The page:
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Title: Self-esteem and academic self-concepts in school-age children
Author: Moore, Timothy G.
ISNI:       0000 0001 3418 7510
Awarding Body: University of Surrey
Current Institution: University of Surrey
Date of Award: 1980
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The aim of this study was to investigate relationships between children's self-processes - self-concepts and self-esteem - on the one hand and their academic achievements on the other. The subjects largely comprised intact school classes and were aged eight, eleven and thirteen years. A battery of instruments, some standardized, some specially developed, was employed to obtain measures of selfesteem, academic self-concept, achievement, intelligence, achievement value, academic locus of control, cognitive complexity, field-independence and popularity. Some of these measures were derived from repertory grids, a new technique being devised for eliciting personal constructs from children. In addition, ratings of academic achievement were obtained from both teachers and classmates. The data revealed an age related trend towards increasing differentiation between general and specific self-processes. Thus, the youngest children evaluated themselves globally whereas the two older age groups made independent evaluations of their academic and social functioning. Moreover, with age, children's academic self-concepts became increasingly accurate, corresponding more closely both with actual attainments and with ratings by others. Self-processes were found to predict academic achievement independently of intelligence. General self-esteem was not directly related to achievement, academic self-concept acting as an intervening variable. A comparison of the different approaches to measuring self-processes served to substantiate the construct validity of the repertory grid measures of academic self-concept and academic self-esteem, but not of the grid measure of general self-esteem. Further research with this approach is indicated. The concepts of general self-esteem, academic self-esteem and academic self-concept are re-evaluated in the light of the above findings. Implications for the measurement of self-processes and for educational practice are discussed.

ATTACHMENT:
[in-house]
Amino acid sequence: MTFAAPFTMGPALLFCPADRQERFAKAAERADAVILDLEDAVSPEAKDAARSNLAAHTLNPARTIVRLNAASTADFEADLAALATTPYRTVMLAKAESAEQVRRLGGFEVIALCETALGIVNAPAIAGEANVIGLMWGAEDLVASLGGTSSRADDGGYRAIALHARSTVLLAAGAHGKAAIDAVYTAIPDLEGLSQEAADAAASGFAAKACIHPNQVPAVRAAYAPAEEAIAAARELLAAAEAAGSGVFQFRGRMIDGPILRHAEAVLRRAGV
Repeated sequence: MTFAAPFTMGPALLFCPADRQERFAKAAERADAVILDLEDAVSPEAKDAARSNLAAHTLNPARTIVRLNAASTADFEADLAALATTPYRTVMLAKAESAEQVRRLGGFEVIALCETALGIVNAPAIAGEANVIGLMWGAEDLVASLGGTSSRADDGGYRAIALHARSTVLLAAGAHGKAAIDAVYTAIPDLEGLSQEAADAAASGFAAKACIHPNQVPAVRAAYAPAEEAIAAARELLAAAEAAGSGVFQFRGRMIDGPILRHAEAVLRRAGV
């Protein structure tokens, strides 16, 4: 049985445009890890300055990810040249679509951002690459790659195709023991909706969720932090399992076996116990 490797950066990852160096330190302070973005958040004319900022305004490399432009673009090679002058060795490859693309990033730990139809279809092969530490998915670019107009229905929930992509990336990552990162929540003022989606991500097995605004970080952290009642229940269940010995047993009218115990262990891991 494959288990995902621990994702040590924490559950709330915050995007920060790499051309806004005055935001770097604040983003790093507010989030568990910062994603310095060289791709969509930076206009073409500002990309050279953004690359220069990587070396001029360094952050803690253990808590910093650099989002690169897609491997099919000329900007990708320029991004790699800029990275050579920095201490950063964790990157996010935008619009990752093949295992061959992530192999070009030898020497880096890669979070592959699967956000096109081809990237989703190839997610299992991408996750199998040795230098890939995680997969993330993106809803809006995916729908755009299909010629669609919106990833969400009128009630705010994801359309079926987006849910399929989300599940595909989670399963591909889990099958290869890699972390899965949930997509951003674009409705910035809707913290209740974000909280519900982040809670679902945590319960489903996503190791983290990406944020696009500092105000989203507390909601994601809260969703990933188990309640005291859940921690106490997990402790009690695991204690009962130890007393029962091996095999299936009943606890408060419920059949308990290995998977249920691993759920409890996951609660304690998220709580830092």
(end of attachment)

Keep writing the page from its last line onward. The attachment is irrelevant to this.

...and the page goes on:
Supervisor: Not available Sponsor: Not available
Qualification Name: Thesis (Ph.D.) Qualification Level: Doctoral
EThOS ID:  DOI: Not available
Keywords: Psychology